“He’s not there yet and nobody expects him to be there. The point guard depends so much on quickness, stop-and-go, change of direction; just being a little off makes a big difference. Being injured in December, not having surgery until mid-January, I’m amazed as the progress he’s made. I haven’t had too many ACL injuries in my coaching career but it really does take a full year to come back. We’re not going to push it with Austin.”

Sam Gordon

Sam Gordon

Jesse Flannery’s ability to distribute the ball:

“Jesse Flanery did this last year. When Austin was injured we were 2-4, Austin was having a phenomenal season and I though the worse because Jesse didn’t play much. He was a wet behind the ears sophomore, but he came in and we ended up 13-12. We had a winning record with Jesse there. We were inconsistent throughout the year but it really wasn’t Jesse’s fault. In the scrimmage (against Loyola) we were down 13 points when we put Jesse and Michael Gardner in the game, replacing Austin and Nikhil Panu and went on a 13-0 run to tie the game. He’s a quality basketball player. His dad coached Bucknell, he’s a coaches son and coach on he floor.”

Expectations for returning seniors Ryan Curran and Sam Gordon:

“Ryan’s had a lot of experience. He’s been banged up over the year. His sophomore year we were 25-5. The key to the season is we were 2-3 and we put Ryan into the starting lineup and the rest is history. We had two all-region players but Ryan was that third element in there and it really gave us additional points per game, gave us more size and he was a huge factor. Last year, game two I noticed he was averaging 20 points and sprained his ankle and it really bothered him the whole season. We would like to see Ryan get back to sophomore form.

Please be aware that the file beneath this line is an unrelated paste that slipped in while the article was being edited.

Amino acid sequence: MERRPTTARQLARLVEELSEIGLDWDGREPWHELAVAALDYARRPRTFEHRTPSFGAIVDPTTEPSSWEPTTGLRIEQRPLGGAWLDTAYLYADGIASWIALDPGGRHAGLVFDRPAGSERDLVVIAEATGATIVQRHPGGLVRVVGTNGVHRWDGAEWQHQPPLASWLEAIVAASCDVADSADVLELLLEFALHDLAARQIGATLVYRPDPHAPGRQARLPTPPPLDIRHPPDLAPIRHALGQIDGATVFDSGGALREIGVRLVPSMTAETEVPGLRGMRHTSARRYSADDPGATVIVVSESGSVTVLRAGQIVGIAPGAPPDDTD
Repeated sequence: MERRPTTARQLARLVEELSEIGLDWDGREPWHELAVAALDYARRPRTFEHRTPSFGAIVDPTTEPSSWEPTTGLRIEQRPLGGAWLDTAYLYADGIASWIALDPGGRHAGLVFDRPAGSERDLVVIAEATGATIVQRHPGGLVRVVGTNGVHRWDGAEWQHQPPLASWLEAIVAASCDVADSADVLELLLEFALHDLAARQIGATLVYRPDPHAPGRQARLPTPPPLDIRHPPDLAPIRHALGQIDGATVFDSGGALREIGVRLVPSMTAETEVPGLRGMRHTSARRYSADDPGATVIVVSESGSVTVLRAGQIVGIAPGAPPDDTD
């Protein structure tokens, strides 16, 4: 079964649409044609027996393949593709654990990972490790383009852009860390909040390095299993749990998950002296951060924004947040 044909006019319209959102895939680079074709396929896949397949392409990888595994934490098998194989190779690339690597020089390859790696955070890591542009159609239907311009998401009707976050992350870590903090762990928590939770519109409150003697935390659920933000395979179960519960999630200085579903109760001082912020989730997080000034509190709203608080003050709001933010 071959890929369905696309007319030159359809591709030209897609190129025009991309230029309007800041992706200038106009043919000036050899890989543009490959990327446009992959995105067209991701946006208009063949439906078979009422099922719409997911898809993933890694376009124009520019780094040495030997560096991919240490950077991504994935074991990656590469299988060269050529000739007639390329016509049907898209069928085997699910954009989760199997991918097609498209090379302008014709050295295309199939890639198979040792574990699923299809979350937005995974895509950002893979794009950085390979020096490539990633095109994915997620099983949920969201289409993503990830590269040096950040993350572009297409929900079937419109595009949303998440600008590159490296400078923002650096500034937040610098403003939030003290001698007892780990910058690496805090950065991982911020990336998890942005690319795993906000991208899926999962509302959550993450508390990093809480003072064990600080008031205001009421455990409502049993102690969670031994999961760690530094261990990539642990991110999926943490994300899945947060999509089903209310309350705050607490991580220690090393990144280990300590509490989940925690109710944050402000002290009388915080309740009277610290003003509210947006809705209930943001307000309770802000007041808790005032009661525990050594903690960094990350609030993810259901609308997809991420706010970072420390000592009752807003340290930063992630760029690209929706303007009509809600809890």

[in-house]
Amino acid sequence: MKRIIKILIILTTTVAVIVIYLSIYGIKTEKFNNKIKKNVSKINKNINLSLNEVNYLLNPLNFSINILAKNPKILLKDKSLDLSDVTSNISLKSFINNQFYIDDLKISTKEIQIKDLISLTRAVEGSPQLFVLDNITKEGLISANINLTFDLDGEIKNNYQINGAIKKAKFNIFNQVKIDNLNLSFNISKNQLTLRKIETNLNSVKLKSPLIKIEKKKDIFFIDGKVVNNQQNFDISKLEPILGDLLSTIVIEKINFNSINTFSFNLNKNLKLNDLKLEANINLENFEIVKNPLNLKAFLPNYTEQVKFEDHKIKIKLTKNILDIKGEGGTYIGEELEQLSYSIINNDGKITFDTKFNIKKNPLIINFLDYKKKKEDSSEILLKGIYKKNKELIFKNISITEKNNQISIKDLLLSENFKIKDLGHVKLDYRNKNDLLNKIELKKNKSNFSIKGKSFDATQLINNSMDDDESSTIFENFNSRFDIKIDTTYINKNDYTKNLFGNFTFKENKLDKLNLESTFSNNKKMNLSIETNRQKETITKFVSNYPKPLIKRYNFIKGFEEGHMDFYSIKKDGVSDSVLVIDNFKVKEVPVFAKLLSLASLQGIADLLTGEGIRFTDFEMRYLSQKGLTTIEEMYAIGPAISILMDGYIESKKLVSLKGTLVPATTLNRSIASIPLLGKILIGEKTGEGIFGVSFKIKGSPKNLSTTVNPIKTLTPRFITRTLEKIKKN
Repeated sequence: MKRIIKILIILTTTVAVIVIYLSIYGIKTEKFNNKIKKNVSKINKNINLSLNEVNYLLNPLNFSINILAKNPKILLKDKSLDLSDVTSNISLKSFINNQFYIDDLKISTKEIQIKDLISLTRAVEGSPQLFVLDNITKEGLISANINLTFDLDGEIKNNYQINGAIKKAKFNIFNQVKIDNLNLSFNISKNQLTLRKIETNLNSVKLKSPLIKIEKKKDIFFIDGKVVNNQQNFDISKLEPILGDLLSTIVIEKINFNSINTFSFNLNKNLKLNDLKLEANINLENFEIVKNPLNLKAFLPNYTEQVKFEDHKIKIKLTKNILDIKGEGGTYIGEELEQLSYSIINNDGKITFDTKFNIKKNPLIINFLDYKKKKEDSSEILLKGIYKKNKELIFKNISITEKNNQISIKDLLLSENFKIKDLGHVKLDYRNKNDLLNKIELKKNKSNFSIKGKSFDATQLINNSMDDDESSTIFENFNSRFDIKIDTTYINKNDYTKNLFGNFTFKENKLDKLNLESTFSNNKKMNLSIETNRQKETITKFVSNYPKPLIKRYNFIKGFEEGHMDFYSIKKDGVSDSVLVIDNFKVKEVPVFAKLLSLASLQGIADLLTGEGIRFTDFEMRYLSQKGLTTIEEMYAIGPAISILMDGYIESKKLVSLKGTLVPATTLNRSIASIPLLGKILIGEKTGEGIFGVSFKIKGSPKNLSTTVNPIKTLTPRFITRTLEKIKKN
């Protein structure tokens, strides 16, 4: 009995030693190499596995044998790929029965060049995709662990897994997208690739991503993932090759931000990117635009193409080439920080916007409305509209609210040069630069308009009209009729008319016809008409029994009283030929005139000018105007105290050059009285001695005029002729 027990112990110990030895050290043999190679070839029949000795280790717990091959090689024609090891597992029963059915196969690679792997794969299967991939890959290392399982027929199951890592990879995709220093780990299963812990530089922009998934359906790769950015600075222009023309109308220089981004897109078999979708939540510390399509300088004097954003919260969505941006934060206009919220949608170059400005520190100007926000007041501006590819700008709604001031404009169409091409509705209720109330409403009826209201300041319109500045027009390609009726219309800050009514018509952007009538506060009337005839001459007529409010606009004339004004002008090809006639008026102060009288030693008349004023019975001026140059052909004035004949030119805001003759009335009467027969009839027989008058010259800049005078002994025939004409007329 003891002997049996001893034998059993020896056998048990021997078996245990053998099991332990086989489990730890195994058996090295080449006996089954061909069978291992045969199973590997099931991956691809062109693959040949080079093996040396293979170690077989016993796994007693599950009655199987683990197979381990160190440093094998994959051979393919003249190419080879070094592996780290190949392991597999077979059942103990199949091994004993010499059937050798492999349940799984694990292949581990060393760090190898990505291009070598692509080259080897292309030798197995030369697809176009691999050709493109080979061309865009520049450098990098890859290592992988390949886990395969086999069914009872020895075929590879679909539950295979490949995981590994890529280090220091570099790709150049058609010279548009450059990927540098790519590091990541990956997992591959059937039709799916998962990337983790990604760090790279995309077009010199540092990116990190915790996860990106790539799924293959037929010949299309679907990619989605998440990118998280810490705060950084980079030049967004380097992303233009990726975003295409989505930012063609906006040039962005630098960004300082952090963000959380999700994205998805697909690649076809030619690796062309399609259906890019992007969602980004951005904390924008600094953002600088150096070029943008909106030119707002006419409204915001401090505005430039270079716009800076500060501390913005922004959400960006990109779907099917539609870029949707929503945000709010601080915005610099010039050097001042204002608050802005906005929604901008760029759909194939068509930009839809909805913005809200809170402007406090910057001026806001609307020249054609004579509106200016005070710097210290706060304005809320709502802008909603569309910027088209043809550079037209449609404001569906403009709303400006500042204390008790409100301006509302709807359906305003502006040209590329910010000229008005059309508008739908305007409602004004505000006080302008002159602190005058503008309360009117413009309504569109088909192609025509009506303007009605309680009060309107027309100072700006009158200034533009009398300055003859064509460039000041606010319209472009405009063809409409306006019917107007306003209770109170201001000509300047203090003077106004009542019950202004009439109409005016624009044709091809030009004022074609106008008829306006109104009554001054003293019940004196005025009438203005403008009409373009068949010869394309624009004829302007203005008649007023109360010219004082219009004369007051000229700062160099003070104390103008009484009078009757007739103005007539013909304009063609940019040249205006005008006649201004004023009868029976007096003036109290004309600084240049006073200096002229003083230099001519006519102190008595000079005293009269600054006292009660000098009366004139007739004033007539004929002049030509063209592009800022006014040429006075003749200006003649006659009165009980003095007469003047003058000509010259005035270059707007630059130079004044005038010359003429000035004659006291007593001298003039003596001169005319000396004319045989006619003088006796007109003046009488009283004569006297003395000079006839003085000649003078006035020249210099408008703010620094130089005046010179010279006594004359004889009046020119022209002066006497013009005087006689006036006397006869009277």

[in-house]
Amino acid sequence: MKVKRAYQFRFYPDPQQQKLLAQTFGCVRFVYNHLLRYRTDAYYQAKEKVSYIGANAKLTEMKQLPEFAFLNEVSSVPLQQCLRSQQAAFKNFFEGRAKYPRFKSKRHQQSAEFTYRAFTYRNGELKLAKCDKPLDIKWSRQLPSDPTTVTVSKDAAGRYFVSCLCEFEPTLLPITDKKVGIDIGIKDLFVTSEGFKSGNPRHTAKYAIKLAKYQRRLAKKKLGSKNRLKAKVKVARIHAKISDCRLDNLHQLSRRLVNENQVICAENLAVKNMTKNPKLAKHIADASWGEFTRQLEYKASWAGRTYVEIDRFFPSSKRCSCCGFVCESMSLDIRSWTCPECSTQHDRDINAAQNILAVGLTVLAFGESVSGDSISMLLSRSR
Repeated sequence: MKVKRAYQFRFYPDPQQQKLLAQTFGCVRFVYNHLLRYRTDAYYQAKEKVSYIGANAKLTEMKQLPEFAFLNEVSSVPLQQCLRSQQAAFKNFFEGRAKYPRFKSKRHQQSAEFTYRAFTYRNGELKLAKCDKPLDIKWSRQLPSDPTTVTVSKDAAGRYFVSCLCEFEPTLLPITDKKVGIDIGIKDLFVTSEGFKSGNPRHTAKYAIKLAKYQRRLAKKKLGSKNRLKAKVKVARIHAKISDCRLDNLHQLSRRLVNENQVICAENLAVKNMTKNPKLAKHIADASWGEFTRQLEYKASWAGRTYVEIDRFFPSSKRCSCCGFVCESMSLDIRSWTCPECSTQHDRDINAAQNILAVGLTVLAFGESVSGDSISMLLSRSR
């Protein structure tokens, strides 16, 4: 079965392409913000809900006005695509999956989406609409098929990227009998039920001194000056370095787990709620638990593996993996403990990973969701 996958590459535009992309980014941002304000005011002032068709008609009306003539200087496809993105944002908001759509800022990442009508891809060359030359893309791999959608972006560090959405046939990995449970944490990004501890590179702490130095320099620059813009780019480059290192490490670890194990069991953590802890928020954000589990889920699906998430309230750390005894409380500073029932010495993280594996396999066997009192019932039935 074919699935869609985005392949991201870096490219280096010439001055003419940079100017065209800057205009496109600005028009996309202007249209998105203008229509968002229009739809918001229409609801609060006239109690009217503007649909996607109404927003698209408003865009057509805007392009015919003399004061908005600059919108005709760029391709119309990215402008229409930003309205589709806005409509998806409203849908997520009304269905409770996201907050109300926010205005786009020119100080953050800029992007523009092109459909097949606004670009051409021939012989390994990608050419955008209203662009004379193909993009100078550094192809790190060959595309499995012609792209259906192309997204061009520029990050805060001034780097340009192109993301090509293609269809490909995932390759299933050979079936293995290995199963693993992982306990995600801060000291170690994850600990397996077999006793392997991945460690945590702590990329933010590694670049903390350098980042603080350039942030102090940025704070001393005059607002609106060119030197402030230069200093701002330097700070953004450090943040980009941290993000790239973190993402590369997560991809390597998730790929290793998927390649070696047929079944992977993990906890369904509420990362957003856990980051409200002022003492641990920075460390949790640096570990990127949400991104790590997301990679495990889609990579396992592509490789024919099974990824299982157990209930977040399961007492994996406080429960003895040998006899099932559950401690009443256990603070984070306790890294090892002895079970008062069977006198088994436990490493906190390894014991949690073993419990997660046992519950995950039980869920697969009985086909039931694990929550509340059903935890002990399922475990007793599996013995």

“Sam Gordon is a great success story. Sam came here, no promises on my part. I said if there is room on the roster he has a shot to fill out the roster with spot, but we didn’t have room. While Sam sat out for two years he grew about three or four inches. He’s 6’7” now, continued to play with guys in the offseason, put him in a game in January as was phenomenal and started from that point on. He really is a stick to it kind of guy and can go to the hoop, is very athletic, drives to the hoop and finishes well.

“Those two guys are nice weapons to have.”

This year’s team’s ability to get back to the top of the Centennial Conference:

“It’s a veteran group. I’ve been coaching a long, long time and never had a grad student but have three this year for various reasons. And we have three seniors with those guys. We’re a veteran team but we have to be more consistent than we were last year. We ended 13-12. We beat the top two teams, Franklin & Marshall and Swarthmore, three out of four times. Washington College, who only won one game in our conference last year came in here and kicked our butt for their only conference win. That was enough to keep us out of the playoffs. It was disappointing. That class two years ago really shared the ball. We had a lot of weapons. If we do that, we’ll be pretty good.”

Austin Vasiliadis and Jesse Flannery co-existing in the back court:

“Last year before Austin got hurt, we used both of them on the court and we didn’t really have a point guard, it was whoever had the ball ran the ship. Austin only played 14 minutes (in the scrimmage against Loyola) so we’re going to have to work on that. They are two different kinds of players but I think they can gel together.”